“Speaking to Tays, she just says she just bowls little sort of flying saucers! So, I was like, this is nice and technical, isn’t it!” laughs Adams.
“Sometimes it clips the seam and goes away from the bat. And then sometimes because it’s not clipping the seam, and it’s hitting the side of the ball, it just angles on and skids on. So, I was thinking, if you’re not quite sure which one’s going to take the seam and go away, well the batters aren’t going to have a clue, so, don’t complain, just keep doing what you’re doing.”
Adams is pleased with her own runs, particularly given such a whirlwind tournament when she was not feeling in top form.
“I’ve never felt like I’ve been consistent enough with the bat [in the past]. I’ve never had a season where I’ve consistently contributed or made an impact. So, it’s been really nice, especially with the preparation going into it being so limited, and being all up in the air to have actually got some cricket this summer and to have had a really good season as well.”
Despite her personal success, she has identified areas for improvement and hopes this year will be a springboard for future development.
“I felt like my footwork was quite lazy, so, I was having to graft away whilst I was out there. But I think that’s just a reflection on playing on good wickets.”
“I’ve always said that my hands have always got me out of trouble. Because my feet have always been a bit lazy. I think now we’re on better tracks, it’s made such a difference for me as a player with the way I go about playing and the way I like to get bat on ball and strike the ball.”
“Being ultra-critical, though, having as many starts as I did, it would have been nice to go on a bit more, but I think it’s really set the platform for me to push myself on and keep working hard to keep improving. But yeah, I really couldn’t have asked for a better tournament and to have helped contribute and get the team over the line and lift the trophy is the best feeling in the world for me.”
Adams still harbours ambitions to play for England. Head coach Lisa Keightley is clearly watching her, having texted a message of congratulations after her 154.
While she is realistic about how difficult it will be to break into a very strong England side, Adams says, the addition of this professional regional tournament has offered many players a new layer of top tier cricket to aspire to. She believes this has been reflected in some of her performances this year.
“I can honestly say this has been the first year – and probably COVID has had an impact on that as well – but this has been the first year where I’ve walked out to play in a tournament or a game of cricket, where I’ve not even given England a second thought. It’s always been my goal and it’s always been something that would be a dream come true to represent my country. But I can honestly say going out there this summer was the first time where I just threw myself into the Southern Vipers.”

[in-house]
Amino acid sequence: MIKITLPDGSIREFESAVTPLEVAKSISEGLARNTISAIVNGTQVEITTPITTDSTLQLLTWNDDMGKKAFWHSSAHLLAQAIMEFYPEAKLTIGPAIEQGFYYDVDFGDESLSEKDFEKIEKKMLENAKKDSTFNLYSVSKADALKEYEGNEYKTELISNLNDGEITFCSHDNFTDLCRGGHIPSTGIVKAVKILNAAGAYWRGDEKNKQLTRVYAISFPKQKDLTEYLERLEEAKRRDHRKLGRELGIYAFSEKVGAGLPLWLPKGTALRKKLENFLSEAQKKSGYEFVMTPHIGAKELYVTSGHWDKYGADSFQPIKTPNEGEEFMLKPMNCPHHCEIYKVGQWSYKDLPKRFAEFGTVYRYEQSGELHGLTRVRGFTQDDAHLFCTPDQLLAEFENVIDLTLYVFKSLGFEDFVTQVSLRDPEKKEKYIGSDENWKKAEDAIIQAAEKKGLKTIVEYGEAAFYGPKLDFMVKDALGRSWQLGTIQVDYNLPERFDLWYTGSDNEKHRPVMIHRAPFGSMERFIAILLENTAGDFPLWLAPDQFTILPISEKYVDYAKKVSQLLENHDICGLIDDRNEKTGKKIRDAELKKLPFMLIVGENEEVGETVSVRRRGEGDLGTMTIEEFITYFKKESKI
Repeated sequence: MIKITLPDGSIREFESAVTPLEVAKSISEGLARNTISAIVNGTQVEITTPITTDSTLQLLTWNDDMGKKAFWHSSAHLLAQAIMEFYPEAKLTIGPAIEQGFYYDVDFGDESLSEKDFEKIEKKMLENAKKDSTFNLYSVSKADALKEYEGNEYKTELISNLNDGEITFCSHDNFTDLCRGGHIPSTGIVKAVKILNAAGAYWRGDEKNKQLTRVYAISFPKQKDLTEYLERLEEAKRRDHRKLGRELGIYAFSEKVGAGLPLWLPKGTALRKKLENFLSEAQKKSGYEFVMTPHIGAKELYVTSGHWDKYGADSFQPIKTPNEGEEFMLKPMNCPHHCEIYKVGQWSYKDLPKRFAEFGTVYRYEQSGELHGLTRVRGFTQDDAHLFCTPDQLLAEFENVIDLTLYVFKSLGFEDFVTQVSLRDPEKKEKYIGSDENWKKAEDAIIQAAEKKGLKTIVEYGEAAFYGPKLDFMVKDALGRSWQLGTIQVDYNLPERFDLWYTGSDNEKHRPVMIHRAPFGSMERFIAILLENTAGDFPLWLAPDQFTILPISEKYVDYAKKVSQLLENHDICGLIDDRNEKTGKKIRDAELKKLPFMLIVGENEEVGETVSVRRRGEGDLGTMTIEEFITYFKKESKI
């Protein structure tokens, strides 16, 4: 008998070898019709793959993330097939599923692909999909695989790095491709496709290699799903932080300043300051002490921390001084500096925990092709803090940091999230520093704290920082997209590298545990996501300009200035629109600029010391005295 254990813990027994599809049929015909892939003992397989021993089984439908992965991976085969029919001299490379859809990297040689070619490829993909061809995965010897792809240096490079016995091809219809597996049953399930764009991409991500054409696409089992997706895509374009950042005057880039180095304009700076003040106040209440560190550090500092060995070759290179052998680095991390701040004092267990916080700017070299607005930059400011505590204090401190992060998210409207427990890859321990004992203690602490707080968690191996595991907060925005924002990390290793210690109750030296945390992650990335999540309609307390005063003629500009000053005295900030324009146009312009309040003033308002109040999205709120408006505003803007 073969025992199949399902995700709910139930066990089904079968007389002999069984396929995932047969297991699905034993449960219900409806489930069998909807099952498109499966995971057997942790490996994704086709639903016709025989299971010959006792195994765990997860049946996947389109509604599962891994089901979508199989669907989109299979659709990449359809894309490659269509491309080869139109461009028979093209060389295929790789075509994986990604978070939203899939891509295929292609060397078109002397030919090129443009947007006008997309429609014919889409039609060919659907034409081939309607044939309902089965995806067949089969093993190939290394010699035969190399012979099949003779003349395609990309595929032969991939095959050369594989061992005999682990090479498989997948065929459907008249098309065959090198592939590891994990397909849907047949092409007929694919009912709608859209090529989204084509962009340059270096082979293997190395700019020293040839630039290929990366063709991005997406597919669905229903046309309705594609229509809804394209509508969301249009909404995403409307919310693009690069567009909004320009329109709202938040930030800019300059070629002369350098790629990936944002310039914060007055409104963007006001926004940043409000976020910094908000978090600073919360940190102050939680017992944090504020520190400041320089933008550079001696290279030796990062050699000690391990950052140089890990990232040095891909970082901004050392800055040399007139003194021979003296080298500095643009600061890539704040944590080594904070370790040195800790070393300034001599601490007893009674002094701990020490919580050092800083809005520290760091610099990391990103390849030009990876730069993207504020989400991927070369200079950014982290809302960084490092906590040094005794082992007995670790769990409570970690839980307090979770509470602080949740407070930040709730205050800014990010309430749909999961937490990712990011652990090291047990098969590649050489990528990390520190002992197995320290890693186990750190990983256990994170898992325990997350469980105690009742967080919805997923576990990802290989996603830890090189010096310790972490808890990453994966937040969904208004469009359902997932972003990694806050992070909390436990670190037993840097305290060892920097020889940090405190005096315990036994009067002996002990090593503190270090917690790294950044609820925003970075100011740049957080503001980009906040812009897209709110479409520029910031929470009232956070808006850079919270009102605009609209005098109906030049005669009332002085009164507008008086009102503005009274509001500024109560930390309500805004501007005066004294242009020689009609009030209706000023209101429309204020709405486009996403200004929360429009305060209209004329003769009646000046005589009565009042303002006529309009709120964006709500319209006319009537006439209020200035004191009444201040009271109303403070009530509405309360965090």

“Obviously it was a new team, I was really honoured to have been thrown the captaincy and I wanted to make sure that I was prepared as possible as a captain to go out on the big stage, because if there was a lot more exposure.”
“So, everything about this summer was just focused around the Southern Vipers and then obviously England kept creeping up [in media questions].”
“I just think now we’re in this brilliant situation with the women’s game, if England doesn’t happen, I can reflect and look back on my career and go, well actually, I lifted the Rachael Heyhoe-Flint Trophy with the Southern Vipers. What an amazing highlight and what an amazing achievement for me as a person and us as a team.”
“It’s brilliant that we’ve gone professional and I think it’s pretty exciting as to what may happen in the next five years as well looking long-term.”
Future for the Vipers
Fiercely competitive, Adams and Edwards went into the competition focused on lifting the trophy. Adams admits though, that she had no expectations because it was so hard to gauge how such a new group of players would click. For example, who would stand up if Wyatt had a couple of bad games at the start, how would a then 17-year-old McCaughan fare, filling Wyatt’s shoes when she left on England duty.
Ultimately, the skipper was very encouraged by her team’s response.
“To see the determination and the grit of all the girls is hugely exciting,” she says.
“Obviously, we trained really hard. There was never any slacking off from anybody. And if somebody was having a particularly bad session, or wasn’t quite in the right frame of mind, and then someone stepped up and called them up on it. For a young group of people to be doing that already, is very exciting. The journey is just really beginning. As long as we don’t get complacent and winning doesn’t get to everyone’s heads, hopefully, we’ll be lifting more trophies in the future.”
The players will resume training after a month off in October.
“We’ll work really hard, keep going on what we’ve managed to achieve this summer and put the hard yards in to get better and better. Hopefully next year in the competition, we’ll see more of the England players making the competition even stronger and even more challenging. It’s going to be an exciting few years for the Southern Vipers.”